Part six of Peter Nolan’s series on the Mid Staffordshire Foundation Trust Public Inquiry looks at the lessons that should be learnt for the future
As we await the final report from the Mid Staffordshire Foundation Trust Public Inquiry the question I would like to explore is: What will this inquiry achieve?
It has already had some positive outcomes. During the testimonies, many relatives obtained for the first time a truthful account of the circumstances in which their loved ones died. Members of the public became much better informed about their NHS. There was satisfaction in seeing those responsible for poor services held to account. Members of the media fulfilled their obligation to inform the general public about the structure, function and malfunctioning of the NHS. Multiple legal teams sitting in huddles were able to clarify points of law relating to the NHS.
Sir David Nicholson told the inquiry that the NHS is not just one organisation, as popularly perceived, but rather a set of organisations, with different cultures and principles.
Sir Liam Donaldson declared that the most serious failing of the NHS is not putting the patient at the centre of all its activities but instead placing activities such as meeting financial targets more highly.
“Nurses in the future must not allow their professional standards to be subverted by the commands of general managers”
Sir Bruce Keogh regretted that the NHS had not yet learnt the lesson that sound clinical governance increases quality of care and saves money.
The NHS must learn to become more humble, take criticism and act on it. Every member of staff must be alert to threats to the quality of patient care.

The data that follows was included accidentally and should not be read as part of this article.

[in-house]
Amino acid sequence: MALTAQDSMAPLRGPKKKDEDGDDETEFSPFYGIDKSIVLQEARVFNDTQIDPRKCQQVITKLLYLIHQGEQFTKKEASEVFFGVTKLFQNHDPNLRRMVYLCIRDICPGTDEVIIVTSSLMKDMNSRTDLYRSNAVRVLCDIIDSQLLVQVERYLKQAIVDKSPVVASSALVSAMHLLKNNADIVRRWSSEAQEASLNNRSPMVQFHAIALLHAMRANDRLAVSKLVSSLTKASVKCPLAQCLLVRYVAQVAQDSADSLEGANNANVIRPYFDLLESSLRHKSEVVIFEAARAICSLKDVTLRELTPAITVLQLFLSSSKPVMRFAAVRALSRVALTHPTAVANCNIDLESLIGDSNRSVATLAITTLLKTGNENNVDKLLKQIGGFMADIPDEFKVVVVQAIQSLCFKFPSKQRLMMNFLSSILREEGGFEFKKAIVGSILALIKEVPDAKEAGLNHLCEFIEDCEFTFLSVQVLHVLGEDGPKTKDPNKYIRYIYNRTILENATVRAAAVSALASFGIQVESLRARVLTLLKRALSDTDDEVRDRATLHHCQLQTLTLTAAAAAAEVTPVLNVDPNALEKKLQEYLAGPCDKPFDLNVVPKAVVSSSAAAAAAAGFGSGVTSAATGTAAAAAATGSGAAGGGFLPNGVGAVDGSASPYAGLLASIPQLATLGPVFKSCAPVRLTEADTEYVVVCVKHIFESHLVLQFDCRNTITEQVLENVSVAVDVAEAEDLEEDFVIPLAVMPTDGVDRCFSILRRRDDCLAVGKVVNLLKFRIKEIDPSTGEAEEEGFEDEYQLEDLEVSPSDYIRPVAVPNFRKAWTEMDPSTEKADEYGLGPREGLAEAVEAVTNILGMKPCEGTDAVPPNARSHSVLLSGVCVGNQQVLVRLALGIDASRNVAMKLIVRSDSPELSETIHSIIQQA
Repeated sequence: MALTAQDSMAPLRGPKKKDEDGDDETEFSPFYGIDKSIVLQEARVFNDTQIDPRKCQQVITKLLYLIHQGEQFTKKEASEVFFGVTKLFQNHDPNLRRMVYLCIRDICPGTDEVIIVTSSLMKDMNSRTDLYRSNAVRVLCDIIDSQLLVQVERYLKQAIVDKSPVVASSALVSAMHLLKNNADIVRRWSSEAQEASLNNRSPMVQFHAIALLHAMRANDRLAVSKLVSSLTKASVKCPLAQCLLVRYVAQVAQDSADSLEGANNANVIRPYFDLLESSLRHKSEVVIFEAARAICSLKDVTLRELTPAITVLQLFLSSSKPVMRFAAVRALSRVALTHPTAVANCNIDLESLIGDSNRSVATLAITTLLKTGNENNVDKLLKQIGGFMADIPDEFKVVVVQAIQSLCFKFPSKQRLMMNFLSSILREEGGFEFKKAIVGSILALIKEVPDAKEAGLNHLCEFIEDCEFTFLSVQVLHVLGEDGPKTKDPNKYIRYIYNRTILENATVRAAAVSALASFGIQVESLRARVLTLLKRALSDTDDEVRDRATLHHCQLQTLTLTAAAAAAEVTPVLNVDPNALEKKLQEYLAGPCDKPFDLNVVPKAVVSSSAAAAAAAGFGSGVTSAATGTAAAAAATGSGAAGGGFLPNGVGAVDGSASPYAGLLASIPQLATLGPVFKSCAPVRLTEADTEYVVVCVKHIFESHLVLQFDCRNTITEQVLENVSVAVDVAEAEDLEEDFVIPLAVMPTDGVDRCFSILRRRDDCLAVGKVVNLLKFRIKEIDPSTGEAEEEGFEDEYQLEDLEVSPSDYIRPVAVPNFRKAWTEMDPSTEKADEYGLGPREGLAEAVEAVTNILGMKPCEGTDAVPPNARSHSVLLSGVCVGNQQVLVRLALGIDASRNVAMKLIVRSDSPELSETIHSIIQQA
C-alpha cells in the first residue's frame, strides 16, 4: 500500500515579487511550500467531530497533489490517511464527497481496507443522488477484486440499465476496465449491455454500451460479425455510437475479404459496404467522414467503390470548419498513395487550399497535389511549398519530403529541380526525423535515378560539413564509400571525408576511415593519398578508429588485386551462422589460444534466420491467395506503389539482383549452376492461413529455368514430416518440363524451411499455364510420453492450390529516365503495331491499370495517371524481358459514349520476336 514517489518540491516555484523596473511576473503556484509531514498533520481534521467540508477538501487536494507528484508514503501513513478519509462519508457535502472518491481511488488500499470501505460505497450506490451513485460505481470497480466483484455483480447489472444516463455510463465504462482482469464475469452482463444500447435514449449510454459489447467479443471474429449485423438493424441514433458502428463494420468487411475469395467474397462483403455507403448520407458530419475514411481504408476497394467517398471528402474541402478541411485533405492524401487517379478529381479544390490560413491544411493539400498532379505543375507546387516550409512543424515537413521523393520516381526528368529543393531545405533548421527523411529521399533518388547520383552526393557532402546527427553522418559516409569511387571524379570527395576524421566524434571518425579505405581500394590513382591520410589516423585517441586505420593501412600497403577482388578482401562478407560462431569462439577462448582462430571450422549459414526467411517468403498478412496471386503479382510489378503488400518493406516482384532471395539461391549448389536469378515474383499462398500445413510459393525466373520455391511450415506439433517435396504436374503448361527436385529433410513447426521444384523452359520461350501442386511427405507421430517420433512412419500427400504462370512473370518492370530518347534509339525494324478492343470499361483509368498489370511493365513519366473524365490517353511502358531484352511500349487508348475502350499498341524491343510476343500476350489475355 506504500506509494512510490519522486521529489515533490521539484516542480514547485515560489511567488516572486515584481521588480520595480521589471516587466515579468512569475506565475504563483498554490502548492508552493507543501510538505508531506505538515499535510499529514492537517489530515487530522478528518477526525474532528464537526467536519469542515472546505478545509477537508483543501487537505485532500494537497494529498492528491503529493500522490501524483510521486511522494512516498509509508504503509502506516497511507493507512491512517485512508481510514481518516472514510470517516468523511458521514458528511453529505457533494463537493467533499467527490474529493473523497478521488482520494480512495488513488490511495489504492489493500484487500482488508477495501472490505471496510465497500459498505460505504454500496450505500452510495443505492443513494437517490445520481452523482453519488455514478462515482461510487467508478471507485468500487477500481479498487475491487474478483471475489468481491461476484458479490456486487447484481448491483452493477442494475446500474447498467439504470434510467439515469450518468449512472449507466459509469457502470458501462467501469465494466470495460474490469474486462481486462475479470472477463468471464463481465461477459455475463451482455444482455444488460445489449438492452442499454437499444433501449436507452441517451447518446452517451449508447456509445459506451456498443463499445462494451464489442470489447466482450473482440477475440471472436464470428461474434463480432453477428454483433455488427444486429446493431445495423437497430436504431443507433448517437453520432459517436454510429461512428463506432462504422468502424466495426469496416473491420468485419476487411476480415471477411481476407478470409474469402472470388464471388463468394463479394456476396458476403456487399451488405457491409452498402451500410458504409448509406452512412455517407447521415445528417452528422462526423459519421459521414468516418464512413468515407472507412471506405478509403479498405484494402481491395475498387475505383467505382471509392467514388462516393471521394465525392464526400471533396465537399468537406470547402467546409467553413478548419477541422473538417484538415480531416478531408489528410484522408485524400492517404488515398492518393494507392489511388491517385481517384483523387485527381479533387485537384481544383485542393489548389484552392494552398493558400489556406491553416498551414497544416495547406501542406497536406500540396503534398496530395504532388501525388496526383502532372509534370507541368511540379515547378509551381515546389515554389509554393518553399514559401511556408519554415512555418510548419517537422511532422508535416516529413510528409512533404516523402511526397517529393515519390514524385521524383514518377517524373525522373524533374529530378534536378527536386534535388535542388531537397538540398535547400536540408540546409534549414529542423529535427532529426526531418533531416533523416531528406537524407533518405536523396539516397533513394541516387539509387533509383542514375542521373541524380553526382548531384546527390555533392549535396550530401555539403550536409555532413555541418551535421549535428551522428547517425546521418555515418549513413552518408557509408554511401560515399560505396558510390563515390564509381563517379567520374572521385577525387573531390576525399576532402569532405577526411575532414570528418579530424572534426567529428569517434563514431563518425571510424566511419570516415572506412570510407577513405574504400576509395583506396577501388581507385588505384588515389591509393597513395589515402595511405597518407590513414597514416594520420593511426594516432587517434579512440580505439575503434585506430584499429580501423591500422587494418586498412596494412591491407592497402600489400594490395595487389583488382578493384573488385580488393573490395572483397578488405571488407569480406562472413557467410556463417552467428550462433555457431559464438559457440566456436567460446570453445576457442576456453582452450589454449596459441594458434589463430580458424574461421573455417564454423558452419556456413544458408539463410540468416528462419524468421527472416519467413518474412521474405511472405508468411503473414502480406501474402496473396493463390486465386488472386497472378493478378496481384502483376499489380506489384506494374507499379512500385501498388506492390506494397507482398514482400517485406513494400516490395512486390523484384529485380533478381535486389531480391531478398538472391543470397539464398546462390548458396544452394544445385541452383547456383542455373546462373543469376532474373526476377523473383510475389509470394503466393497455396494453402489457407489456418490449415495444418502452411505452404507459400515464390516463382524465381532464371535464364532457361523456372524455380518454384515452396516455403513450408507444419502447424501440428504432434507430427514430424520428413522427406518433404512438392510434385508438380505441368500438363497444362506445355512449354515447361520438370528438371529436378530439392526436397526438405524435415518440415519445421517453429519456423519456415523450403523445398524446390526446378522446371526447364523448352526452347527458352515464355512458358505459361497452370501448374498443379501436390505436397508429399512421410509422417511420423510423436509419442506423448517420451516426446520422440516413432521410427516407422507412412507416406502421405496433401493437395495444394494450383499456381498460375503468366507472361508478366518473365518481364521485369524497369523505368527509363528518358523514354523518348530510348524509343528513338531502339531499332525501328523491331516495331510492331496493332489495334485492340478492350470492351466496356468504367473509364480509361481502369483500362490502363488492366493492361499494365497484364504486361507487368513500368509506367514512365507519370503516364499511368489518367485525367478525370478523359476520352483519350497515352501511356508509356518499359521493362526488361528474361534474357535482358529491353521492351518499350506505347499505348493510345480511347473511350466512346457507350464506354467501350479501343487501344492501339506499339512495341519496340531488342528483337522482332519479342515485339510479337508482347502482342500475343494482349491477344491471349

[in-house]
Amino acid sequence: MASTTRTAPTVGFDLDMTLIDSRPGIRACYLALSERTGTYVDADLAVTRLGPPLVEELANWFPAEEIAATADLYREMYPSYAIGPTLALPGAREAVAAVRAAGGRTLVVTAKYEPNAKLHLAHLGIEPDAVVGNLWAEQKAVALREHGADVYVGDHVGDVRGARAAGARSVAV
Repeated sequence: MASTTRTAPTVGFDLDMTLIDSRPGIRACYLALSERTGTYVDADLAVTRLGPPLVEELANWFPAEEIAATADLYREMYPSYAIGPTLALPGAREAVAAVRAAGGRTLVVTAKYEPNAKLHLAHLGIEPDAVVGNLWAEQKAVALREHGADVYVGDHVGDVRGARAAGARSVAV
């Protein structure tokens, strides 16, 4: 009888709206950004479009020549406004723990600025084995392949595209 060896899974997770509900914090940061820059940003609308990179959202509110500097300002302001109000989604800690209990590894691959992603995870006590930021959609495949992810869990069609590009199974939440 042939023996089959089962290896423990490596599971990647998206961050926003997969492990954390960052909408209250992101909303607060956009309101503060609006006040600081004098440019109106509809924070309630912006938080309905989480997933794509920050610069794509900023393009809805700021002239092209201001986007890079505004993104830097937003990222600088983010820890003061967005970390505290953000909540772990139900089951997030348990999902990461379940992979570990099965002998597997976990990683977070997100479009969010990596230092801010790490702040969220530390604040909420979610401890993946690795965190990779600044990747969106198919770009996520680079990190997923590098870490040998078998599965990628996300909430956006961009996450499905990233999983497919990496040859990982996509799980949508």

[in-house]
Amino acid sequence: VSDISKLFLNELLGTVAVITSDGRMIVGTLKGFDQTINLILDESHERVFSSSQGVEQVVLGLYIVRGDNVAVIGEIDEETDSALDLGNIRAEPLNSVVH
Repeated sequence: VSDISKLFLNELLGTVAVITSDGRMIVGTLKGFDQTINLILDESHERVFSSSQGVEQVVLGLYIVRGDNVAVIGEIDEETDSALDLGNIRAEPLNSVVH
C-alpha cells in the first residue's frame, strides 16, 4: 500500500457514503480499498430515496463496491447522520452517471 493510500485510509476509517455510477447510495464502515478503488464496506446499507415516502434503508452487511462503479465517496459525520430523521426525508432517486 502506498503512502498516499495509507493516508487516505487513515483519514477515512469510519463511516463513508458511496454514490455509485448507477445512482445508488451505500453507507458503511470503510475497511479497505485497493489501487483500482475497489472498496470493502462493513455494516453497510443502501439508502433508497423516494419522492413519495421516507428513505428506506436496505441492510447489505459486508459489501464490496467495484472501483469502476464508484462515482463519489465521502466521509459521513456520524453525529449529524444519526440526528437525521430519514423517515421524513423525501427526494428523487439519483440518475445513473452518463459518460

What happened at Mid Staffs hospital between 2004 and 2009 was that it became a strategy-free zone where the board did not know what was expected of it and were cowed into silence. A power struggle consumed medical and managerial attention and the majority of nurses took refuge in apathy to avoid confronting what was happening on the wards. Nurses in the future must not allow their professional standards to be subverted by the commands of general managers.
More than half of those who gave evidence to the inquiry agreed that too many groups are involved in writing standards – the royal colleges, professional bodies, universities, patient groups, regulatory bodies, the Department of Health and the National Institute for Health and Clinical Excellence - and too few are involved in implementing them.
The final Mid Staff report will emphasise that the delivery of healthcare is driven and determined by politics, yet policy makers are prone to discuss healthcare in abstract terms such as efficiency, accessibility, choice and quality without specifying exactly what these mean in practice. The report is also likely to comment on:
- The recruitment, training and regulation of healthcare support workers, nurses and senior managers;
- Strategies for identifying and removing underperforming non-clinical managers;
- The need for professional regulatory bodies to focus far more vigorously on their “fitness to practice” function;
- The interface in trusts between regulation, local authorities and governance; between finance, quality and safety;
- The duty of candour and how to support people to exercise it – protecting whistleblowers.
The report is expected to say that too much change was introduced in a short period of time and inadequate preparation results in unfavourable outcomes. Above all, the report will confirm that the patient’s voice is still not being heard.
It would be a great disappointment to all concerned if the report did nothing more than chronicle past failings in order to appease certain people.
Many members of the public felt that a follow-up review should take place one year after the publication of the final report.
In his closing remarks, the chair of the inquiry Robert Francis QC emphasised that it is in the interests of all trusts to re-examine their practices in the light of the Mid Staffs inquiry and ensure that there are no further failures in any part of the NHS in delivering acceptable levels of care to vulnerable people.
Peter Nolan is professor of mental health nursing (emeritus)